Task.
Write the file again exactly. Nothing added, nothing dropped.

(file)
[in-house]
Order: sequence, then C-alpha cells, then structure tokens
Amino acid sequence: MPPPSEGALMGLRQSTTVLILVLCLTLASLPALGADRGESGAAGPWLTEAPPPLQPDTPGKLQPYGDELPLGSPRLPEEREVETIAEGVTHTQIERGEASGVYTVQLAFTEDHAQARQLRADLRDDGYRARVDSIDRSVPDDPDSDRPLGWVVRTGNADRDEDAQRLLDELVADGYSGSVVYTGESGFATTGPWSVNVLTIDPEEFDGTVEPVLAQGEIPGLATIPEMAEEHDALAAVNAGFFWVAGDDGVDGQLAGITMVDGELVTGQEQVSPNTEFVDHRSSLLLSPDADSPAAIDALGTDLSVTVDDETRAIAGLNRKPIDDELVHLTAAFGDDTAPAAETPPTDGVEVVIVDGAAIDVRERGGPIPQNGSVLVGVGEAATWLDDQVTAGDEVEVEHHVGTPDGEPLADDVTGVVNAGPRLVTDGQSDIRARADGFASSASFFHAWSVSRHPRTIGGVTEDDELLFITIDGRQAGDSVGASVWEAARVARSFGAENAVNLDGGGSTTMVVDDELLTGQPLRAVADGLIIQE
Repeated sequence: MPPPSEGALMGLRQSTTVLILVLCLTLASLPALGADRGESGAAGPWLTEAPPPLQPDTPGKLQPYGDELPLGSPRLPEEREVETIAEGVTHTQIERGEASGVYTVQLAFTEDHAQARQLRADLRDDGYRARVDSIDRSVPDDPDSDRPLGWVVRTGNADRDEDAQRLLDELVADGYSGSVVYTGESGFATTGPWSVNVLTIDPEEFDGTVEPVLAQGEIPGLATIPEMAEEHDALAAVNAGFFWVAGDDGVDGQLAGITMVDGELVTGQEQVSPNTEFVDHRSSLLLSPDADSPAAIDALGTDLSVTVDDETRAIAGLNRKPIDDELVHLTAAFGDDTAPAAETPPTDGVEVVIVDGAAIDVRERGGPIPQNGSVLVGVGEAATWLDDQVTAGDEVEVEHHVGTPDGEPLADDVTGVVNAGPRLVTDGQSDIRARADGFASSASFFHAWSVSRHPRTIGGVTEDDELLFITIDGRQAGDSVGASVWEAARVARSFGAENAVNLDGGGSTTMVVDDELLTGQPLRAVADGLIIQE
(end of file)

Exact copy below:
[in-house]
Order: sequence, then C-alpha cells, then structure tokens
Amino acid sequence: MPPPSEGALMGLRQSTTVLILVLCLTLASLPALGADRGESGAAGPWLTEAPPPLQPDTPGKLQPYGDELPLGSPRLPEEREVETIAEGVTHTQIERGEASGVYTVQLAFTEDHAQARQLRADLRDDGYRARVDSIDRSVPDDPDSDRPLGWVVRTGNADRDEDAQRLLDELVADGYSGSVVYTGESGFATTGPWSVNVLTIDPEEFDGTVEPVLAQGEIPGLATIPEMAEEHDALAAVNAGFFWVAGDDGVDGQLAGITMVDGELVTGQEQVSPNTEFVDHRSSLLLSPDADSPAAIDALGTDLSVTVDDETRAIAGLNRKPIDDELVHLTAAFGDDTAPAAETPPTDGVEVVIVDGAAIDVRERGGPIPQNGSVLVGVGEAATWLDDQVTAGDEVEVEHHVGTPDGEPLADDVTGVVNAGPRLVTDGQSDIRARADGFASSASFFHAWSVSRHPRTIGGVTEDDELLFITIDGRQAGDSVGASVWEAARVARSFGAENAVNLDGGGSTTMVVDDELLTGQPLRAVADGLIIQE
Repeated sequence: MPPPSEGALMGLRQSTTVLILVLCLTLASLPALGADRGESGAAGPWLTEAPPPLQPDTPGKLQPYGDELPLGSPRLPEEREVETIAEGVTHTQIERGEASGVYTVQLAFTEDHAQARQLRADLRDDGYRARVDSIDRSVPDDPDSDRPLGWVVRTGNADRDEDAQRLLDELVADGYSGSVVYTGESGFATTGPWSVNVLTIDPEEFDGTVEPVLAQGEIPGLATIPEMAEEHDALAAVNAGFFWVAGDDGVDGQLAGITMVDGELVTGQEQVSPNTEFVDHRSSLLLSPDADSPAAIDALGTDLSVTVDDETRAIAGLNRKPIDDELVHLTAAFGDDTAPAAETPPTDGVEVVIVDGAAIDVRERGGPIPQNGSVLVGVGEAATWLDDQVTAGDEVEVEHHVGTPDGEPLADDVTGVVNAGPRLVTDGQSDIRARADGFASSASFFHAWSVSRHPRTIGGVTEDDELLFITIDGRQAGDSVGASVWEAARVARSFGAENAVNLDGGGSTTMVVDDELLTGQPLRAVADGLIIQE